As any hardened gamer will tell you, a blistering gaming rig isn’t complete without at least one high-end graphics card. Have multiple monitors or spend time in virtual reality with Oculus Rift’s VR headset, and you’ll need more than one.
Californian chip manufacturer NVIDIA, known for its range of super-fast GeForce GTX graphics cards, is unarguably one of the biggest and best graphics card manufacturers out there. But while it is best-known for its graphics card, the Santa Clara firm builds far more than just graphics cards, with a range of chips designed for use in everything from server farms and cloud computing applications to tablet computers and automotive embedded systems.
And as it detailed last night the 2015 Consumer Electronics Show in Las Vegas, it wants a piece of the autonomous vehicle market too.
Enter the NVIDIA DRIVE PX and NVIDIA DRIVE CX, two brand-new in-car computer systems that have just been launched by at CES 2015. While the DRIVE CX is designed primarily to be used as a the heart of a powerful digital infotainment and navigation system, featuring enough processing power to drive an astonishing 16.8 million pixels of dashboard screens and displays, the DRIVE PX has been built from the ground-up as a computer powerful enough to enable autonomous driving features.
What’s more, the DRIVE PX is capable of something NVIDIA calls deep learning: a process which allows it to improve and refine its driving behaviour with time.
“Mobile supercomputing will be central to tomorrow’s car,” said Jen-Hsun Huang, CEO and cofounder of NVIDIA. “With vast arrays of cameras and displays, cars of the future will see and increasingly understand their surroundings. Whether finding their way back to you from a parking spot or using situational awareness to keep them out of harm’s way, future cars will do many amazing, seemingly intelligent things. Advances in computer vision, deep learning and graphics have finally put this dream within reach.”
At the heart of the DRIVE PX is a brand-new NVIDIA Tegra X1 mobile super chip, which is built on the same Maxwell GPU architecture found in many of today’s most popular high-end NVIDIA graphics cards. Capable of more than one teraflop of processing power — 1 trillion
billion operations per second — the DRIVE PX is built with twelve discrete high-resolution video inputs, meaning it can process and display images from 360 degrees with ease.
NVIDIA says this incredible graphics processing — capable of processing 1.3 gigapixels per second — gives the DRIVE PX the ability to find a parking space and park itself without human interaction, a feature it is calling Auto-Valet.
Like so many other self-driving valet-parking features we’ve seen demonstrated, NVIDIA’s new DRIVE PX can interact with a smart phone to allow the car to meet its owner again at the drivers’ desired pickup point.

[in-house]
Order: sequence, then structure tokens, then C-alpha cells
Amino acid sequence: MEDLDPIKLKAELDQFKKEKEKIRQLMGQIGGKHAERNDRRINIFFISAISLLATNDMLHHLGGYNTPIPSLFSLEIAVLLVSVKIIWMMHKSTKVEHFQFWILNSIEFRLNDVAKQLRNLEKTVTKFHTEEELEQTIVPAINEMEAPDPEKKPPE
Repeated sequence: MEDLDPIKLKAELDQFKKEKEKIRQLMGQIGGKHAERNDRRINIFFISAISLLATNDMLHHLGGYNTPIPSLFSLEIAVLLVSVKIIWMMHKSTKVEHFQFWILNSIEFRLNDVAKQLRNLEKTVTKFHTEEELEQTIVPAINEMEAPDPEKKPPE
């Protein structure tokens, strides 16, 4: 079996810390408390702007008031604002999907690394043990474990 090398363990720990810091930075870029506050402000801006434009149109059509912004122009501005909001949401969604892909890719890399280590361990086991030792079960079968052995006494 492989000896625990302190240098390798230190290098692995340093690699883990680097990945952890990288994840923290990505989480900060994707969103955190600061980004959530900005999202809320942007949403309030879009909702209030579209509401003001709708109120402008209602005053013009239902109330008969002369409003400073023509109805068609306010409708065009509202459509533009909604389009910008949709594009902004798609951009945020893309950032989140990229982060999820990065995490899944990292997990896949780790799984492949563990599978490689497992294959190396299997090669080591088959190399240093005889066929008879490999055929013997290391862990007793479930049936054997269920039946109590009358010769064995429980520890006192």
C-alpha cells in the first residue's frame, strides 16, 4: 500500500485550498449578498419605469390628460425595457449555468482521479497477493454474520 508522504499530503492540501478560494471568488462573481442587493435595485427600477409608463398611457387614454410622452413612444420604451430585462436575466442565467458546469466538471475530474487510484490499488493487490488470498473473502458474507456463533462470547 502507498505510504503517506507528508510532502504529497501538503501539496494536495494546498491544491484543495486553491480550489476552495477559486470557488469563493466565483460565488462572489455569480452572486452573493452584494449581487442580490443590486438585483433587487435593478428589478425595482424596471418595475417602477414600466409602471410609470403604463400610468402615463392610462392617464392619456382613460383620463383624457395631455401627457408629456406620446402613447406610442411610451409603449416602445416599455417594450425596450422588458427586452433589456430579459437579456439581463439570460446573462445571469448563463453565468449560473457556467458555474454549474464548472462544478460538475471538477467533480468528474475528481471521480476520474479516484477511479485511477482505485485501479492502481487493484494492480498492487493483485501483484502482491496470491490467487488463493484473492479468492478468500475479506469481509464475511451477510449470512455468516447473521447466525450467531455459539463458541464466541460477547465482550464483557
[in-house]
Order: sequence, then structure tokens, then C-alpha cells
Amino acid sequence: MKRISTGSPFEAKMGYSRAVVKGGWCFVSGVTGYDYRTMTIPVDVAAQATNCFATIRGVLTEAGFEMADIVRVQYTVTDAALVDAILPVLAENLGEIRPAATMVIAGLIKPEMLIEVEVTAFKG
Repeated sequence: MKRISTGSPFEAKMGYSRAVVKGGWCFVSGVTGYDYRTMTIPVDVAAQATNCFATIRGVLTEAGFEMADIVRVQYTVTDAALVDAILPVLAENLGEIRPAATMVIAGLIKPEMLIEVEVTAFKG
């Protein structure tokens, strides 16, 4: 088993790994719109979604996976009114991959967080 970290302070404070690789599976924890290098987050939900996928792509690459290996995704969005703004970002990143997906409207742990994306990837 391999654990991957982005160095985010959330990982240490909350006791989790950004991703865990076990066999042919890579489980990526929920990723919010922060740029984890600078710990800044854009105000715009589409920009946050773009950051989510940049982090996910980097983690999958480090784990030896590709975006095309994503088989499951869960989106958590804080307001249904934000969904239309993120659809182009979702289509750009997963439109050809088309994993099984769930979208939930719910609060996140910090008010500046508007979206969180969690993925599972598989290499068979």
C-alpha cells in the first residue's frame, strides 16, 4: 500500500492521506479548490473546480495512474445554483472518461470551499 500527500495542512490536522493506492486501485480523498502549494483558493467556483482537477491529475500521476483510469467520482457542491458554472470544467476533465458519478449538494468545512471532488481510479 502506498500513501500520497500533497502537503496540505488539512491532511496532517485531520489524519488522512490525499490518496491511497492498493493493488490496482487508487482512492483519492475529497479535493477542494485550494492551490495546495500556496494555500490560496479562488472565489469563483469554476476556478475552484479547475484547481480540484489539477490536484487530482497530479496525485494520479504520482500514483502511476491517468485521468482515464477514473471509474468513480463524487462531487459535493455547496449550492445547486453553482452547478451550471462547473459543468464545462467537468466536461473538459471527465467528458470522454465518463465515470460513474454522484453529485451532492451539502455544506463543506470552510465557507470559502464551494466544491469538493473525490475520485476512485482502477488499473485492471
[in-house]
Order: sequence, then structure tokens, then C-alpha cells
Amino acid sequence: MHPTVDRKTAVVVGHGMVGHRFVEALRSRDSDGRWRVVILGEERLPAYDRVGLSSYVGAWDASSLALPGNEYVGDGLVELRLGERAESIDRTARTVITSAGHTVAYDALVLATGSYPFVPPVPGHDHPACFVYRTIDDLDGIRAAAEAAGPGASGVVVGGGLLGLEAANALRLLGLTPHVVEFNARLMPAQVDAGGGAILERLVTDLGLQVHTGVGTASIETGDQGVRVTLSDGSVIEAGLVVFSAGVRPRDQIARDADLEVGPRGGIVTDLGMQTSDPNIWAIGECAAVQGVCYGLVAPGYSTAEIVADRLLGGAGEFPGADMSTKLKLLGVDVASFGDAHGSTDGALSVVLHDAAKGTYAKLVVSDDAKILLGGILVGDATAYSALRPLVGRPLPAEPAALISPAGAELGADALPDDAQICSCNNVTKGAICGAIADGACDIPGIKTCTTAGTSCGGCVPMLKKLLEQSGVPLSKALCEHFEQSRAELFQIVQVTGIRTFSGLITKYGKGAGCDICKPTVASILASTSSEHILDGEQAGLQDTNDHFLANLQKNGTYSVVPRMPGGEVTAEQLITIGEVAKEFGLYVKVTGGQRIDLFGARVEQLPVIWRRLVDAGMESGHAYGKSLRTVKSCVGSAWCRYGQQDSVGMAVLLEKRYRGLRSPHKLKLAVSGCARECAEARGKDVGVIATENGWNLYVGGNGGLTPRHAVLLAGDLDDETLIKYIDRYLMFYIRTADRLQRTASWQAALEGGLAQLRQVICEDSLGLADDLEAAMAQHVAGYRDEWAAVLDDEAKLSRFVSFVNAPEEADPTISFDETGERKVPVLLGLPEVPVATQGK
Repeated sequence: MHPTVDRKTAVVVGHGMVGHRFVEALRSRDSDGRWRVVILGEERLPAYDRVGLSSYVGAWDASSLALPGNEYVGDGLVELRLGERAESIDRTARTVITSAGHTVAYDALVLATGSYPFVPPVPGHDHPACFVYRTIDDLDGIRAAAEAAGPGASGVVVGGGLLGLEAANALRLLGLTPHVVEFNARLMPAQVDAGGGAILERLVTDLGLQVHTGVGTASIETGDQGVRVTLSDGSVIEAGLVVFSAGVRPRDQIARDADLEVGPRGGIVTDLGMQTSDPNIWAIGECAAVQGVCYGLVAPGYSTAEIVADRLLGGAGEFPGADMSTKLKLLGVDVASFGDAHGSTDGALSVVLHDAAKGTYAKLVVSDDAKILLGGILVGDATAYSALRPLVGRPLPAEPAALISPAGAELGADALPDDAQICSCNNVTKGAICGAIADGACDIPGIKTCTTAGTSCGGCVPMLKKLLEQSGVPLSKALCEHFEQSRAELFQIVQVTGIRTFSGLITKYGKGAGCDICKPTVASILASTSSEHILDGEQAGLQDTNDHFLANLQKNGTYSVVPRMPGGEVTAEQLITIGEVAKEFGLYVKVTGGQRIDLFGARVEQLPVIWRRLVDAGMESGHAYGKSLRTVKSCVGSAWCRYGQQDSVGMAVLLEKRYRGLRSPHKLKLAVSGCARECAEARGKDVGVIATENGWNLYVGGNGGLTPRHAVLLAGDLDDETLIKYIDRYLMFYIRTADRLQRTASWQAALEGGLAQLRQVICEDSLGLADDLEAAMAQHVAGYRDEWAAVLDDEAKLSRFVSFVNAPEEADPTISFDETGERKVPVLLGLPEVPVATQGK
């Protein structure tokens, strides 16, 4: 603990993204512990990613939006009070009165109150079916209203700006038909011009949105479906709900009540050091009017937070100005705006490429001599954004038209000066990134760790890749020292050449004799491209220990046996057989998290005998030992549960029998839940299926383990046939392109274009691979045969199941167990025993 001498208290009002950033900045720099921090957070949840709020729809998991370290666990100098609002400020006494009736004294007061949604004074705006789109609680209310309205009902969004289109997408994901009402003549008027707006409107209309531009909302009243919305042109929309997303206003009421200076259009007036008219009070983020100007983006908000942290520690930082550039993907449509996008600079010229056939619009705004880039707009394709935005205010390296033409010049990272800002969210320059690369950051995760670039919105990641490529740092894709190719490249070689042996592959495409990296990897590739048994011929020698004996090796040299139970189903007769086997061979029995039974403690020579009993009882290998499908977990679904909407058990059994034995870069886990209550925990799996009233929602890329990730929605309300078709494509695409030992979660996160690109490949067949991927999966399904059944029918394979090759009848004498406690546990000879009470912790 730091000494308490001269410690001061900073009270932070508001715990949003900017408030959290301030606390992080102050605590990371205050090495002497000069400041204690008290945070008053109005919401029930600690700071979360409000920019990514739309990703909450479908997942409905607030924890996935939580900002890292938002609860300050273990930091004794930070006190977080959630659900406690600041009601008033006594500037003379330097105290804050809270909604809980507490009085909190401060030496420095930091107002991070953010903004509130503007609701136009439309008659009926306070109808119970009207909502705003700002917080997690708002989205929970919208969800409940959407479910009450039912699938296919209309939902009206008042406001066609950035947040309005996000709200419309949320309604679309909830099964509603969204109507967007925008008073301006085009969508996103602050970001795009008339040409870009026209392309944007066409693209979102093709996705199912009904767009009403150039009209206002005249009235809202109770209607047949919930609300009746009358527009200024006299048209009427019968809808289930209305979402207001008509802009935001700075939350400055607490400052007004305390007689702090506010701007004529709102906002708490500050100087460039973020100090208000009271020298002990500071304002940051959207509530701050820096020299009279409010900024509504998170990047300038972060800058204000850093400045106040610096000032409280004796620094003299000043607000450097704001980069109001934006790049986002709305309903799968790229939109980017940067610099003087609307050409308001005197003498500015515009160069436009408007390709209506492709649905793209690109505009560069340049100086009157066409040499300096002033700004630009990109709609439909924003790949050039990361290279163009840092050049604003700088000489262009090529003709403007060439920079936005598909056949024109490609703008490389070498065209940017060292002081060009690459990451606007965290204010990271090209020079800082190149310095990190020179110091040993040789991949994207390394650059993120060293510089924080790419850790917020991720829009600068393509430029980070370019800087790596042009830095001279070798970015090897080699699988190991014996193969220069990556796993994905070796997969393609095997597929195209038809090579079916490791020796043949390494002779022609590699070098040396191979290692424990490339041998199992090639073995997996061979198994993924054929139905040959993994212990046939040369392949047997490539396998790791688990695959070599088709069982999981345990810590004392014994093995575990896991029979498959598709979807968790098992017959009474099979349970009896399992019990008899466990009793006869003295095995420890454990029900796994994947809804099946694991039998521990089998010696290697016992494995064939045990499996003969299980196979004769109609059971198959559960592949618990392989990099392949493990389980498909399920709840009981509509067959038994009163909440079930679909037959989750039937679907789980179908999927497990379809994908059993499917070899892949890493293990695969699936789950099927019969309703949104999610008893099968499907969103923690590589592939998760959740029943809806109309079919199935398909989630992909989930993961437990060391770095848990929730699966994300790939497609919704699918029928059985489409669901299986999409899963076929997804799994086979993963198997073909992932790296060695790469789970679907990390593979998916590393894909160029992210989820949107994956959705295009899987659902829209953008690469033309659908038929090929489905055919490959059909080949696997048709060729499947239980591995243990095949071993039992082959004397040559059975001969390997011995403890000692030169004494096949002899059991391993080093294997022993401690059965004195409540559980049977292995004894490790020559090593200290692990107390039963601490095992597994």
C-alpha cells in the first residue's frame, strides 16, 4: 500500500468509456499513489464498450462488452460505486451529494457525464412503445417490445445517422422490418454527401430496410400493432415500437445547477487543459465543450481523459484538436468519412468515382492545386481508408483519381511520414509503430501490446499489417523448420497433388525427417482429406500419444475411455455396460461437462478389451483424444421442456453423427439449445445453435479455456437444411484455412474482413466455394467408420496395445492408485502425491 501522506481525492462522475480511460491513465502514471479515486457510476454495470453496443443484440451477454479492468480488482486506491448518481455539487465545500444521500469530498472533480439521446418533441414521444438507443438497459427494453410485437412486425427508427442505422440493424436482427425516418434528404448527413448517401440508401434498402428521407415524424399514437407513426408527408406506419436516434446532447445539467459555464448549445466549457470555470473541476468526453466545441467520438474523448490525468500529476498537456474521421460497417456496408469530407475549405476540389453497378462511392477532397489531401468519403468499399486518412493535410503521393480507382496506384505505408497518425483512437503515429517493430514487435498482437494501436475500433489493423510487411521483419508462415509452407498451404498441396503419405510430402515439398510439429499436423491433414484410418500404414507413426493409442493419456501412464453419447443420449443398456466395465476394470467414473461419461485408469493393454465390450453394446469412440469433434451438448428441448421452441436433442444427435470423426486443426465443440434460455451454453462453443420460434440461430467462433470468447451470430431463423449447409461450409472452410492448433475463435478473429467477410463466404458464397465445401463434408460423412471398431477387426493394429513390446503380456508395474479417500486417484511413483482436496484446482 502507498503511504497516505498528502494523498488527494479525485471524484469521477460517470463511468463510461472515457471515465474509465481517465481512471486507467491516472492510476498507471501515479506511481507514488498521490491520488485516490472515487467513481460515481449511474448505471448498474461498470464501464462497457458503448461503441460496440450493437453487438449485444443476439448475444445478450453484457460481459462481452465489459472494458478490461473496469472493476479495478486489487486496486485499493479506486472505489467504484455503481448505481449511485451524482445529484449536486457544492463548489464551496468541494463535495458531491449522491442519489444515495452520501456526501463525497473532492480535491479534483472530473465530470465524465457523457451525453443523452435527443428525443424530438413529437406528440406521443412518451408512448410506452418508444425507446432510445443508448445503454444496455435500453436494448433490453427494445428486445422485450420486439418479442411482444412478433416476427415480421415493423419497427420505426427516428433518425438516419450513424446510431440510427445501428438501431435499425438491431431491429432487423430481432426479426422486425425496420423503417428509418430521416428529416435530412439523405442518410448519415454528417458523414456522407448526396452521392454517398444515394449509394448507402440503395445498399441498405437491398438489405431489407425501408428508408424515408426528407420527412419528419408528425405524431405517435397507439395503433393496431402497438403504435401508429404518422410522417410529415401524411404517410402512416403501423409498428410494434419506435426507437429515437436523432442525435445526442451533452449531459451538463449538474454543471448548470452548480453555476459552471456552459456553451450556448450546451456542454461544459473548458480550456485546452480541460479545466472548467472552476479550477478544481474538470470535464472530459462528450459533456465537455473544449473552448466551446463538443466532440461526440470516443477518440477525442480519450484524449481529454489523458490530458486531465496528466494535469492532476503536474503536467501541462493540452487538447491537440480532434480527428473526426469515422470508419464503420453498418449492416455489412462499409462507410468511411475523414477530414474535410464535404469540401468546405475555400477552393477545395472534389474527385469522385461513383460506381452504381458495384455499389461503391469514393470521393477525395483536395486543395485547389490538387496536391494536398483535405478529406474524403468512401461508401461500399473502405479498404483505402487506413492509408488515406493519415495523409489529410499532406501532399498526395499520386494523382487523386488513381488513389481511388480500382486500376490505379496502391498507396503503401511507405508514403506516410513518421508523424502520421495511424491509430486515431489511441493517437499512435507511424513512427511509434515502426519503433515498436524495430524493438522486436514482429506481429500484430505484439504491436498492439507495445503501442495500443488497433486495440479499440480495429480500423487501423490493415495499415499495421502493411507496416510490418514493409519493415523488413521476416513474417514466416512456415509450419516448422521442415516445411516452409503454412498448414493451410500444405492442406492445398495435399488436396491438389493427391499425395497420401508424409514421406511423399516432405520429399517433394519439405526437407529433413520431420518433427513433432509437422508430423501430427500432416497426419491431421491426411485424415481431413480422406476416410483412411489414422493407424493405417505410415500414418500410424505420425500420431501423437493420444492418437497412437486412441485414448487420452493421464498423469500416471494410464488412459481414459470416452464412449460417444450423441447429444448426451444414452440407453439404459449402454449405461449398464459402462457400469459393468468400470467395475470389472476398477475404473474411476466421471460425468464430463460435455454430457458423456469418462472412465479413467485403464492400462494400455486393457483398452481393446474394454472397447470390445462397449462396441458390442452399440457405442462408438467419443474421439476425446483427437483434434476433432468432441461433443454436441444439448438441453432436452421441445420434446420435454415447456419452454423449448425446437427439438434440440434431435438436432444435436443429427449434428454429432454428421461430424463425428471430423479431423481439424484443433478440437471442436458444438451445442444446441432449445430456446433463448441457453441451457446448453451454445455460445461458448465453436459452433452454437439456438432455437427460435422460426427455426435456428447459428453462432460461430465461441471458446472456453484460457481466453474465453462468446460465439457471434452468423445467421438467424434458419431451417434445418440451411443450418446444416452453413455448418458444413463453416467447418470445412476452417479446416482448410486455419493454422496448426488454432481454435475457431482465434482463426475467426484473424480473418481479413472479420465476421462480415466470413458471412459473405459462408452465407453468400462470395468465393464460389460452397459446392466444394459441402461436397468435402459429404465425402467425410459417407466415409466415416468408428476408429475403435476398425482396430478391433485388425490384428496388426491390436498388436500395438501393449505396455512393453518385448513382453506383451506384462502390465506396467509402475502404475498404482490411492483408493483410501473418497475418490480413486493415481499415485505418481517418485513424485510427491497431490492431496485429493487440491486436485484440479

Sadly, NVIDIA’s autonomous drive and cockpit car computers aren’t the kind of things you’ll be buying off the shelf in your local Best Buy for retro-fitting to your current car. Instead, they’ll be sold directly to automakers in a tier-1 supply chain relationship, first for prototype autonomous-driving vehicles and later for production models.
Potential customers of these new chips include German automaker Audi, whose autonomous drive program has already demonstrated some impressive capabilities to date based on previous-generation technology. And based on Audi’s response to the latest hardware from NVIDIA, it’s a relationship which will continue for many years.
“Audi and NVIDIA share a common belief that machine learning is a powerful enhancement to our zFAS Piloted Driving technology,” said Ricky Hudi, executive vice president of Electrical and Electronics Development at Audi. “Thus Audi, sees DRIVE PX as a crucial tool for further research and development.”
As for other potential customers? We’re guessing that many OEMs are already looking at this new hardware with eager eyes and wouldn’t be surprised if Tesla is among them. Unlike many of its rivals, Tesla is known to make use of the latest-generation hardware in its cars, and is known to apply generational updates to cars during model years if there’s a business case for doing so.
Even though Tesla is also know to use custom-designed, custom-built hardware, we’re guessing that the appearance of this latest-generation autonomous drive hardware from NVIDIA could find its way into a future Tesla model, since it is probably more cost-effective to use existing components than design its own.
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